The Linearbandkeramik (LBK), dating from approximately 5700 to 5000 BC,(1) has traditionally been regarded as the initial phase of the Neolithic of Central Europe and a classic example of prehistoric migration. Its origin is thought to have been in the Starcevo-Koros culture of the Hungarian Plain (Lenneis et al. 1996; Gronenborn 1999). The earliest radiocarbon dates for LBK across its distribution seemed almost identical, suggesting a rapid expansion over hundreds of kilometres from the middle Danube in Hungary to the Rhine in the west, to central Poland to the north and the northern Ukraine to the east. The fast spread of LBK farming and the overall homogeneity of material remains, as seen in house construction, settlement plan, burials, incised pottery, stone artefacts and other items, have often been interpreted as evidence of migration (Luning 1988). The arrival of domesticated plants and animals with the LBK also fits a concept of population movement. Explanations have ranged from an abrupt `wave-of-advance' colonization (Ammerman & Cavalli-Sforza 1984) to community fissioning (Bogucki 1988).
Investigations in the last 15 years, however, have challenged this conventional view. New radiocarbon dates show that the LBK began in Hungary around 5700 BC and arrived at the Rhine about 5500 BC, suggesting a somewhat more gradual movement (Lenneis et al. 1996). Detailed analyses of the earliest LBK artefactual materials have documented substantial heterogeneity (Gronenborn 1999, Luning et al. 1989). Other studies have revealed the presence of forager-herder/horticulturists in Central and Western Europe prior to the appearance of the LBK, a time known as the Terminal Mesolithic. During this period a new pottery tradition emerged, known as `La Hoguette', thought to have derived from very early Neolithic groups in the south of France (Luning et al. 1989; Jeunesse 1987). Finally, some evidence for even earlier pre-LBK cultivation in Central Europe comes from radiocarbon dates of c. 6500 BC for domesticated flax seeds and cereal pollen from the Zurich region (Erny-Rodmann et al. 1997) and for small-scale animal husbandry and possibly horticulture around the Rhine--Main confluence by 5800 BC (Schweizer 2000).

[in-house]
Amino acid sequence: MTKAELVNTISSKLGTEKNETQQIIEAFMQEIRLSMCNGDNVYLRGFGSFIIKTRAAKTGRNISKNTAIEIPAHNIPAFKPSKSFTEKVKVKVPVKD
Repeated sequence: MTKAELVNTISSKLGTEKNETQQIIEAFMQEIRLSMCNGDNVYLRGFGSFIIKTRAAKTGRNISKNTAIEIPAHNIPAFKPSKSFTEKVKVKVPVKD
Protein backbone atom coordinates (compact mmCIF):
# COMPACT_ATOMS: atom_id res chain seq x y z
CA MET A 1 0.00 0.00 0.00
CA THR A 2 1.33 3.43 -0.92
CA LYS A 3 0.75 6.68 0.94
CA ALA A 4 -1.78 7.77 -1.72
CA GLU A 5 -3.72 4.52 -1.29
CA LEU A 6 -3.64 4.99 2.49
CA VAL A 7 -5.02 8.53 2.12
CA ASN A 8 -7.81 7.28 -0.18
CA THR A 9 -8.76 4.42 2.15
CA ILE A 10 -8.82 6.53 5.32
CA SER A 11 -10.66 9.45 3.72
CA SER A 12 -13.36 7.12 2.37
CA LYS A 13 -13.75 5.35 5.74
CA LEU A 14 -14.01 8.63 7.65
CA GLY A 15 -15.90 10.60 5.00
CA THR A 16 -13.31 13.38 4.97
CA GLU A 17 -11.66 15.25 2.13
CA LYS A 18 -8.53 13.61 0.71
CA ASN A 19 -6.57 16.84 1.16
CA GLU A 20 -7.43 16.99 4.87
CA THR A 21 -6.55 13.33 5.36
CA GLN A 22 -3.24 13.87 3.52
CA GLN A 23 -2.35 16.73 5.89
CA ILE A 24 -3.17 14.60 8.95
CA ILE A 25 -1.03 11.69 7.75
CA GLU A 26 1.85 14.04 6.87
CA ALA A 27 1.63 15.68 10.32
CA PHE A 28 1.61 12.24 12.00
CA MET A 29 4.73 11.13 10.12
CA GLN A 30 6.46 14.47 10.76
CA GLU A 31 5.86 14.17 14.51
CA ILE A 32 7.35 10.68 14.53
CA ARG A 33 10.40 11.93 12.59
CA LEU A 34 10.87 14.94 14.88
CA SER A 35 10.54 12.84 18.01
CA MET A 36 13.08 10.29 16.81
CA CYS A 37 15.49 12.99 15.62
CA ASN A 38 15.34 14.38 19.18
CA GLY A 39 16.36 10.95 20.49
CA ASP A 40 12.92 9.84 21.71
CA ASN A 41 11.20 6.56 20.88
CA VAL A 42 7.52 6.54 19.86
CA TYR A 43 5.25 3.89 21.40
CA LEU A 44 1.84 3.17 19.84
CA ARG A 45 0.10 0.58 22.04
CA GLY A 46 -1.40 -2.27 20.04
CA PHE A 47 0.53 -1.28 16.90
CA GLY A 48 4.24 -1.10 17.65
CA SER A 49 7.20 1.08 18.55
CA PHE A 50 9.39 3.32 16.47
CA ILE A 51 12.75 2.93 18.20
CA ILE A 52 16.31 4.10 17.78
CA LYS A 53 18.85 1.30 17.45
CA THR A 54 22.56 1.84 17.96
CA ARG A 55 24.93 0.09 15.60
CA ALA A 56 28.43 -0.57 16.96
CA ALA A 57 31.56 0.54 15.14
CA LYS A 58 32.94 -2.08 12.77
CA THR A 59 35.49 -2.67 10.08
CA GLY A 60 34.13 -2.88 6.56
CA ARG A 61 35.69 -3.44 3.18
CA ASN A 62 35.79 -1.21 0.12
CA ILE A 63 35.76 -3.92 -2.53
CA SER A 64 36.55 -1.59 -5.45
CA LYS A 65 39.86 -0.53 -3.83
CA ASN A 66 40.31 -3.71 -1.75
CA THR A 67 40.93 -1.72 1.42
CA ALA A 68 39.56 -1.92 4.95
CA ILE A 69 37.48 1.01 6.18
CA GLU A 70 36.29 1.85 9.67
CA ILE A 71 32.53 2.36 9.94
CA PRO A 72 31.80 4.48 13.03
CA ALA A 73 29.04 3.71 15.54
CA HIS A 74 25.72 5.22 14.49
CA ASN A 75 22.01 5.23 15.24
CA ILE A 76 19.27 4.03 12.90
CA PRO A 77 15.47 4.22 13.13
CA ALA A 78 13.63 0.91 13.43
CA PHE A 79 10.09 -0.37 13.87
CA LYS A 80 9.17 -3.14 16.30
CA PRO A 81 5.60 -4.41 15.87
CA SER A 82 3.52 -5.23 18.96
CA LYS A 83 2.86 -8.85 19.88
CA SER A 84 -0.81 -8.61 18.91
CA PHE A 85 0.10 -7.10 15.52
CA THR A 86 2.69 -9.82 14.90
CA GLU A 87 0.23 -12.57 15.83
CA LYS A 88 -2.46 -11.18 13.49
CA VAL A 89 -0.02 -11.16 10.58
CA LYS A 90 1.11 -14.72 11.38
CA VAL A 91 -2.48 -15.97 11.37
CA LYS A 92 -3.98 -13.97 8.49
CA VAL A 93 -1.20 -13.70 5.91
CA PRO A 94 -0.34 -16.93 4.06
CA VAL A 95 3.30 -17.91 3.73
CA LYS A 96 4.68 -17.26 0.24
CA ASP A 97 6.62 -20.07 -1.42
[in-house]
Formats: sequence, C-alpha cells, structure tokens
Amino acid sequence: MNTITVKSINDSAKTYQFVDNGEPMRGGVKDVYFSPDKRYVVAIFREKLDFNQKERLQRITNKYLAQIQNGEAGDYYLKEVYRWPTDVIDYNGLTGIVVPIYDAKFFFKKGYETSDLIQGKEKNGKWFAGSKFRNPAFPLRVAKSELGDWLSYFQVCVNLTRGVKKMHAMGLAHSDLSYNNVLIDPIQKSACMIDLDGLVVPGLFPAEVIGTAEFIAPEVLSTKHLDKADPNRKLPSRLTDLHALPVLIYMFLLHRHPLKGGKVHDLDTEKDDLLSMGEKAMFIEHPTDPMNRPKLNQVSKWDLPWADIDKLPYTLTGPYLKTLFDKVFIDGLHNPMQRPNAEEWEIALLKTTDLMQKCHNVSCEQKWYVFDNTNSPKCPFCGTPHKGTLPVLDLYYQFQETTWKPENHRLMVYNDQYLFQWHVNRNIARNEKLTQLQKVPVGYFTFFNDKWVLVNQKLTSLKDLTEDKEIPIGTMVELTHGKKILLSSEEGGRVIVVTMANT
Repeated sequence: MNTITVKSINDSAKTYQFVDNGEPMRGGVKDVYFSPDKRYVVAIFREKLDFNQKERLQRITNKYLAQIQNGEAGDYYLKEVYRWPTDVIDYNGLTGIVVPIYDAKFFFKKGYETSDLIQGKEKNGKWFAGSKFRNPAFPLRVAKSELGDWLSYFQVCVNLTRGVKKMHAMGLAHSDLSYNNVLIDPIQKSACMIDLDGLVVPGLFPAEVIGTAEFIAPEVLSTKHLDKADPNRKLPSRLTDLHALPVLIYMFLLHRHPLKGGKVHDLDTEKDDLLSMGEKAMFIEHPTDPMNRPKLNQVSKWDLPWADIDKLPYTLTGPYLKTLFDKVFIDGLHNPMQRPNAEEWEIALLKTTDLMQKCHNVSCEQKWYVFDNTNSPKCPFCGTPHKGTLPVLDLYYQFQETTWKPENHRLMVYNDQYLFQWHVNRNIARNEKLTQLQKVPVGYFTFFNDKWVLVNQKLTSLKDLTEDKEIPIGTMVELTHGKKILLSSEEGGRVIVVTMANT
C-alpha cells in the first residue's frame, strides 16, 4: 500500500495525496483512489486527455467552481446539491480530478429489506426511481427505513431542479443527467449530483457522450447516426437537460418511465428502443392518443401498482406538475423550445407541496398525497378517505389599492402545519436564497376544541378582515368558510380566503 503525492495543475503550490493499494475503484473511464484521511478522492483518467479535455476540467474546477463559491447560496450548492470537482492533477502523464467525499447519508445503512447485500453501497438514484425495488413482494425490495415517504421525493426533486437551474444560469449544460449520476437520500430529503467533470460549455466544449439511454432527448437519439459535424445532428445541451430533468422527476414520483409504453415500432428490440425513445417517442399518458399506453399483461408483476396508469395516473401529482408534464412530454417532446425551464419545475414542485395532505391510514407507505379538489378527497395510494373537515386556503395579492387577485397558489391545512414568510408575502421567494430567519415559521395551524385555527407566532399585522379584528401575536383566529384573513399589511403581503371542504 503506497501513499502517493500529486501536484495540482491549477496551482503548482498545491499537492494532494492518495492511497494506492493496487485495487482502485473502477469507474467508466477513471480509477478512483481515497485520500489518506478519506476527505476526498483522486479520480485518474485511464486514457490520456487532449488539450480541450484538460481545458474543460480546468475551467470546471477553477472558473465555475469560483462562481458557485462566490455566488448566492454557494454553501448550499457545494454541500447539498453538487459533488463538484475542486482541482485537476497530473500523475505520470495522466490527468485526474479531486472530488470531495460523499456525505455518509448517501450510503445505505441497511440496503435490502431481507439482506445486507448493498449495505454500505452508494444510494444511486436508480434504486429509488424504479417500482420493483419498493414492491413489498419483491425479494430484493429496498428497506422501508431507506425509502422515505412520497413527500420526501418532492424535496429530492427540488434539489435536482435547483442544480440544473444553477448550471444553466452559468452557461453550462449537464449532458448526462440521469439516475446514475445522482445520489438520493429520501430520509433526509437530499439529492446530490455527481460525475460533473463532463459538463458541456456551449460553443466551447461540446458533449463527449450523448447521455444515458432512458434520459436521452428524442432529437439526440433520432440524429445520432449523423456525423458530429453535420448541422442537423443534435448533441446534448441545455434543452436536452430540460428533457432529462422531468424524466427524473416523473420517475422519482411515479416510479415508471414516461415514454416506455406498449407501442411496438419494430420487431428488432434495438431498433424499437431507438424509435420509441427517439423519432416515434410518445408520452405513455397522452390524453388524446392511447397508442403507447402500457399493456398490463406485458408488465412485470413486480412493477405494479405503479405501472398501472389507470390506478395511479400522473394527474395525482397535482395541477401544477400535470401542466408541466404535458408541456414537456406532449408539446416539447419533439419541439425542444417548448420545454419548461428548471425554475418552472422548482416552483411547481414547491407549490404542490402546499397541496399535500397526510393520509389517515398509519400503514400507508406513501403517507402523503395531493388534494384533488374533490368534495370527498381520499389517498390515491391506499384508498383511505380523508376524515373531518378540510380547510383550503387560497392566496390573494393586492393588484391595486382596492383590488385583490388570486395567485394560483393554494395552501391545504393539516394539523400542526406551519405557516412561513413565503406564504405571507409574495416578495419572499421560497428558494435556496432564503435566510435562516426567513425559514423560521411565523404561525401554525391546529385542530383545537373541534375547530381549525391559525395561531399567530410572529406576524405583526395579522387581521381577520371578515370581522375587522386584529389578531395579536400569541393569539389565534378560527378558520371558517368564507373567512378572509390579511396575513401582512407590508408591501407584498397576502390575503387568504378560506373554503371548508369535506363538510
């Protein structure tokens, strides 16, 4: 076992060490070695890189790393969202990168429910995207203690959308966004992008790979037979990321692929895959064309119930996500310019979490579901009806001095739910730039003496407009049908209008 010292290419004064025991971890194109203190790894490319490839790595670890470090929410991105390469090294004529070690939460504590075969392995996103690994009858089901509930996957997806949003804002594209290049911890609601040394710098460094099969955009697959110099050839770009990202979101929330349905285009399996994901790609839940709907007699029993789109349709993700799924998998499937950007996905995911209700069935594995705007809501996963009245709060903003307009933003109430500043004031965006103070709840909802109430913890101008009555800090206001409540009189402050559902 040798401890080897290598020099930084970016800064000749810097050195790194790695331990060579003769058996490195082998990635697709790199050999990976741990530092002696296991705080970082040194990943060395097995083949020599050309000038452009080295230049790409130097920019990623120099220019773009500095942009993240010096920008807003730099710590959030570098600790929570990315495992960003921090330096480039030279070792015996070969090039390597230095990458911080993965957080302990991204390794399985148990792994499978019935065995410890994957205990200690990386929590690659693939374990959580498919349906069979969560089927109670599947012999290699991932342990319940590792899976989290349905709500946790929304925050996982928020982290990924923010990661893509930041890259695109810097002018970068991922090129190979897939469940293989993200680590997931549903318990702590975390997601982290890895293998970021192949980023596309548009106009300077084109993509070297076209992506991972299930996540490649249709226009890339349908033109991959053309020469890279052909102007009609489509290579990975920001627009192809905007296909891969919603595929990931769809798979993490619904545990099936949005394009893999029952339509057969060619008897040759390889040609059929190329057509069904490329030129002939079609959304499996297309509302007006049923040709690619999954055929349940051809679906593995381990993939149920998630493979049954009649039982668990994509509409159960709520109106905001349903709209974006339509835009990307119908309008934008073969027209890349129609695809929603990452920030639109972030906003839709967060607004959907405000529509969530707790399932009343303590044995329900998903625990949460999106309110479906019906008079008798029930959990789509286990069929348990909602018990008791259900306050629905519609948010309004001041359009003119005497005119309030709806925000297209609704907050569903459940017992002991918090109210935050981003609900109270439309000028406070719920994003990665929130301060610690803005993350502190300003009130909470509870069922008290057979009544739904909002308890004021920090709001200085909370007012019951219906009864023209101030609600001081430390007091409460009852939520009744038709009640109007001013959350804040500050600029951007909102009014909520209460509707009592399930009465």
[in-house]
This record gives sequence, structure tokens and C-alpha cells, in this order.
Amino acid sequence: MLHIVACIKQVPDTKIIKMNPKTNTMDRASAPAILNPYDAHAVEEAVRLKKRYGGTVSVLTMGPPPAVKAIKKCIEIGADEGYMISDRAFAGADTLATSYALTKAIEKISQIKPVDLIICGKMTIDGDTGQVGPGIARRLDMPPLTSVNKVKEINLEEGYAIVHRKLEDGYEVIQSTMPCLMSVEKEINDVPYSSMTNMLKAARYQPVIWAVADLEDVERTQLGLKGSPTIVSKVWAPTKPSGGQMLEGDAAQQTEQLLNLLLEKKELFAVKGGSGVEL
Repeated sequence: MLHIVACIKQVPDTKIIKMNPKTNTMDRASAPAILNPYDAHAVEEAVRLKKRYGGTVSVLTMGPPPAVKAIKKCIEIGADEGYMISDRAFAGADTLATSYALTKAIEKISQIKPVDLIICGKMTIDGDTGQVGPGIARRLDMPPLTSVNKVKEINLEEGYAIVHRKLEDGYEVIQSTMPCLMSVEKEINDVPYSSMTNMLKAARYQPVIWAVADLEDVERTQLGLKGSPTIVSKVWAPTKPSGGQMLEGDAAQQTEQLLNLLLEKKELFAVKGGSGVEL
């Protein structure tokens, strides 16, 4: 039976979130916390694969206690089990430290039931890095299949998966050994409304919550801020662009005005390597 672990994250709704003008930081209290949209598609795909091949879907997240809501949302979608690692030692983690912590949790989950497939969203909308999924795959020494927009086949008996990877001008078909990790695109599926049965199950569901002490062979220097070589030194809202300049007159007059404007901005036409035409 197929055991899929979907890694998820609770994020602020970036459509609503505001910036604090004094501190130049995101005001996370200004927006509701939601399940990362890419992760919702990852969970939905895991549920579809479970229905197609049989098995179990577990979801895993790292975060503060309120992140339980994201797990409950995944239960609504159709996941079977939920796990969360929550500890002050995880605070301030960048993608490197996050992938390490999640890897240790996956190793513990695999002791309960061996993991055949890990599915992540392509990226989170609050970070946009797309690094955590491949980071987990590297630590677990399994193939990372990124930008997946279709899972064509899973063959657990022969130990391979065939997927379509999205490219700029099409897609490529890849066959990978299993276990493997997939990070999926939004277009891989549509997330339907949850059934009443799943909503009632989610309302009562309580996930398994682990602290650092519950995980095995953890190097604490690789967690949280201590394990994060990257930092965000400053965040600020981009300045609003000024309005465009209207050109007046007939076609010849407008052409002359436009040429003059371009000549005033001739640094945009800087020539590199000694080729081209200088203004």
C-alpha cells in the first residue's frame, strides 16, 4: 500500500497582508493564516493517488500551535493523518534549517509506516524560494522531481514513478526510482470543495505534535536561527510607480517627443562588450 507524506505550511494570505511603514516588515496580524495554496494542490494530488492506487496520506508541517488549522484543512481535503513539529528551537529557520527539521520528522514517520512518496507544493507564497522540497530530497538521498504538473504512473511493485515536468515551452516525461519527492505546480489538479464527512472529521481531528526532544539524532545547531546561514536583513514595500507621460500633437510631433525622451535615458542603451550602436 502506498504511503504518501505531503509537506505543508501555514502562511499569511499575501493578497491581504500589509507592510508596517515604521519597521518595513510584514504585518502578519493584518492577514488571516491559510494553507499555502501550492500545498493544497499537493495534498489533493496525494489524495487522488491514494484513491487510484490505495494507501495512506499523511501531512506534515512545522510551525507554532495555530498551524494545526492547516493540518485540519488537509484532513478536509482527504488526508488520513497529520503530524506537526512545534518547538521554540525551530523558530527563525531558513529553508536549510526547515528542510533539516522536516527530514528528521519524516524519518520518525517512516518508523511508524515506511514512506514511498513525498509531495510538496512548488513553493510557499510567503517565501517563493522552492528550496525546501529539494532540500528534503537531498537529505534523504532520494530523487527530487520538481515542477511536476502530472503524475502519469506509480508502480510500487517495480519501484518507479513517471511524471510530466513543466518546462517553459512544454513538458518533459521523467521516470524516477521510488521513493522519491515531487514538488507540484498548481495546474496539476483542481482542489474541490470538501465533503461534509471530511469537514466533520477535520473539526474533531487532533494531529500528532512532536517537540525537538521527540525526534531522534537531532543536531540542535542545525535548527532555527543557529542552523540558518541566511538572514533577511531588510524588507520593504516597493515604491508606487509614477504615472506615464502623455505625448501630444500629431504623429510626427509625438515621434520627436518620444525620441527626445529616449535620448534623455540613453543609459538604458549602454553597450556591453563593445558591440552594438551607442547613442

The indigenous adoption of agriculture in Central Europe is now sometimes invoked as an alternative to colonization to explain the spread of the LBK (Tillmann 1994; Whittle 1996; Price 2001). The facts used to examine the question of colonization vs indigenous adoption have traditionally come from artefacts and architecture. However, such items and ideas can be traded, stolen or copied as well as carried, rendering them less reliable in evidence. In this study we examine human skeletal remains directly for indications of movement using isotopic signals. Strontium isotope analysis is a new method to `provenience' prehistoric human skeletons and determine migrants in a population. Strontium isotopes in prehistoric human teeth and bones provide a geochemical signature of the place of birth and the place of death respectively. Differences in the strontium isotope ratio between the bone and tooth enamel of the same individual indicate a change in residence during life (Ericson 1989; Price et al. 1994).
Our discussion begins with some general information about the Linearbandkeramik and more specific details on the LBK in the Rhine Valley where our samples were taken. We then outline the principles of strontium isotope analysis and the relevant geology of the Rhine Valley, followed by a description of two cemeteries there. Finally, we present the results and interpretation of the strontium isotope data. There are differences between tooth and bone in some skeletons indicating migration. Differences in the incidence and sex of migrants between the Middle and Late LBK suggest that the nature of movement changed over time.
The chronology of the LBK has been …